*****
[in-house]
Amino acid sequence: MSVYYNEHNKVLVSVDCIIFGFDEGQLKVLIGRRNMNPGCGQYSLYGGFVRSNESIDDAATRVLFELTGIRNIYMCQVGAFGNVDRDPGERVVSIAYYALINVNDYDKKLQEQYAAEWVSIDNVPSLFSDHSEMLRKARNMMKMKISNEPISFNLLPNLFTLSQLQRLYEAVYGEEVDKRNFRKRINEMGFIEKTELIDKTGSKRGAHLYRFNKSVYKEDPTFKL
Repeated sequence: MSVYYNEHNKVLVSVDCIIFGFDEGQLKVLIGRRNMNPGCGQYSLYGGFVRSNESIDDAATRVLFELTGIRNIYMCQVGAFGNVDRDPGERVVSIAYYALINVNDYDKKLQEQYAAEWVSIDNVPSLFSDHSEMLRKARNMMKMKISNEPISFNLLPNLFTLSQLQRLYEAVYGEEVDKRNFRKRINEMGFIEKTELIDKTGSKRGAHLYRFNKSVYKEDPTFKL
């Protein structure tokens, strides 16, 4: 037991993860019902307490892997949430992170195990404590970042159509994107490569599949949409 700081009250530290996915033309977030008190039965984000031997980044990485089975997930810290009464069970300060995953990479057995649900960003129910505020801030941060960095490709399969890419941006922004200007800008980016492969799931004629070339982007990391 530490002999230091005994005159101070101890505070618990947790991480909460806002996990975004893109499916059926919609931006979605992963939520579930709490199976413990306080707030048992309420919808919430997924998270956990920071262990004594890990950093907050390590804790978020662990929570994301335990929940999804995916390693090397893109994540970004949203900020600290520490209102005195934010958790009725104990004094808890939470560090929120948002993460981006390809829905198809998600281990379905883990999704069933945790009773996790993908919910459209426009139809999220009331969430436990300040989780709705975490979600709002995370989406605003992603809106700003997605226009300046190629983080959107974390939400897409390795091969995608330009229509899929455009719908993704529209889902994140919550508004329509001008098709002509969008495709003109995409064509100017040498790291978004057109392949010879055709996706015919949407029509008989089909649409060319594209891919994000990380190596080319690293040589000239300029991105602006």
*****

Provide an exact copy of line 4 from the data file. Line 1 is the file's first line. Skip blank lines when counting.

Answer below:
């Protein structure tokens, strides 16, 4: 037991993860019902307490892997949430992170195990404590970042159509994107490569599949949409 700081009250530290996915033309977030008190039965984000031997980044990485089975997930810290009464069970300060995953990479057995649900960003129910505020801030941060960095490709399969890419941006922004200007800008980016492969799931004629070339982007990391 530490002999230091005994005159101070101890505070618990947790991480909460806002996990975004893109499916059926919609931006979605992963939520579930709490199976413990306080707030048992309420919808919430997924998270956990920071262990004594890990950093907050390590804790978020662990929570994301335990929940999804995916390693090397893109994540970004949203900020600290520490209102005195934010958790009725104990004094808890939470560090929120948002993460981006390809829905198809998600281990379905883990999704069933945790009773996790993908919910459209426009139809999220009331969430436990300040989780709705975490979600709002995370989406605003992603809106700003997605226009300046190629983080959107974390939400897409390795091969995608330009229509899929455009719908993704529209889902994140919550508004329509001008098709002509969008495709003109995409064509100017040498790291978004057109392949010879055709996706015919949407029509008989089909649409060319594209891919994000990380190596080319690293040589000239300029991105602006």